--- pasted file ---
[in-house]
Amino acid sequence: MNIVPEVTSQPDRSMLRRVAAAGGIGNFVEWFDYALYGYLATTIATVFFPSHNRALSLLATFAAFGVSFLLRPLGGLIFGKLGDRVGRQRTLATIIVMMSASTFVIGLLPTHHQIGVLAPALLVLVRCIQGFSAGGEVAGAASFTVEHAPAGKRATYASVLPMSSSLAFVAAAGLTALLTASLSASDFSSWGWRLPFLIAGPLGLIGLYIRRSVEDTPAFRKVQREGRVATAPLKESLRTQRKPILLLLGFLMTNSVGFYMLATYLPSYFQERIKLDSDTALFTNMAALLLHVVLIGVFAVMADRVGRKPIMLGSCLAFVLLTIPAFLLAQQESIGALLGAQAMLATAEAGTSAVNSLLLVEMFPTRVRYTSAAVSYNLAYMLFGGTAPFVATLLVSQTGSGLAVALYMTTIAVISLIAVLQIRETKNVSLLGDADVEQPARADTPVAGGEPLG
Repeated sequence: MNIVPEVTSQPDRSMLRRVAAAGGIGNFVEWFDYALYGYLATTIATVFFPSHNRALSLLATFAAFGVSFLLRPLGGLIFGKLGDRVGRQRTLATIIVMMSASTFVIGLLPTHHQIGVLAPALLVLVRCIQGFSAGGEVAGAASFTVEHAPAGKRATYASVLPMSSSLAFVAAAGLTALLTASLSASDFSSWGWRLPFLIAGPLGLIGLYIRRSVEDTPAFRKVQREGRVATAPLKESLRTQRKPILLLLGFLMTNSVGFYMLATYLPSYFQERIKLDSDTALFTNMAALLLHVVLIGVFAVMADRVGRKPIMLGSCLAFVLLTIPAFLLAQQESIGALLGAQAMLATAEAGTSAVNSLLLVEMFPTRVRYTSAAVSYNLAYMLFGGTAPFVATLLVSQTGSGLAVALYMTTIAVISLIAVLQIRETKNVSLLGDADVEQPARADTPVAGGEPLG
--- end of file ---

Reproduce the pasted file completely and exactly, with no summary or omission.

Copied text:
[in-house]
Amino acid sequence: MNIVPEVTSQPDRSMLRRVAAAGGIGNFVEWFDYALYGYLATTIATVFFPSHNRALSLLATFAAFGVSFLLRPLGGLIFGKLGDRVGRQRTLATIIVMMSASTFVIGLLPTHHQIGVLAPALLVLVRCIQGFSAGGEVAGAASFTVEHAPAGKRATYASVLPMSSSLAFVAAAGLTALLTASLSASDFSSWGWRLPFLIAGPLGLIGLYIRRSVEDTPAFRKVQREGRVATAPLKESLRTQRKPILLLLGFLMTNSVGFYMLATYLPSYFQERIKLDSDTALFTNMAALLLHVVLIGVFAVMADRVGRKPIMLGSCLAFVLLTIPAFLLAQQESIGALLGAQAMLATAEAGTSAVNSLLLVEMFPTRVRYTSAAVSYNLAYMLFGGTAPFVATLLVSQTGSGLAVALYMTTIAVISLIAVLQIRETKNVSLLGDADVEQPARADTPVAGGEPLG
Repeated sequence: MNIVPEVTSQPDRSMLRRVAAAGGIGNFVEWFDYALYGYLATTIATVFFPSHNRALSLLATFAAFGVSFLLRPLGGLIFGKLGDRVGRQRTLATIIVMMSASTFVIGLLPTHHQIGVLAPALLVLVRCIQGFSAGGEVAGAASFTVEHAPAGKRATYASVLPMSSSLAFVAAAGLTALLTASLSASDFSSWGWRLPFLIAGPLGLIGLYIRRSVEDTPAFRKVQREGRVATAPLKESLRTQRKPILLLLGFLMTNSVGFYMLATYLPSYFQERIKLDSDTALFTNMAALLLHVVLIGVFAVMADRVGRKPIMLGSCLAFVLLTIPAFLLAQQESIGALLGAQAMLATAEAGTSAVNSLLLVEMFPTRVRYTSAAVSYNLAYMLFGGTAPFVATLLVSQTGSGLAVALYMTTIAVISLIAVLQIRETKNVSLLGDADVEQPARADTPVAGGEPLG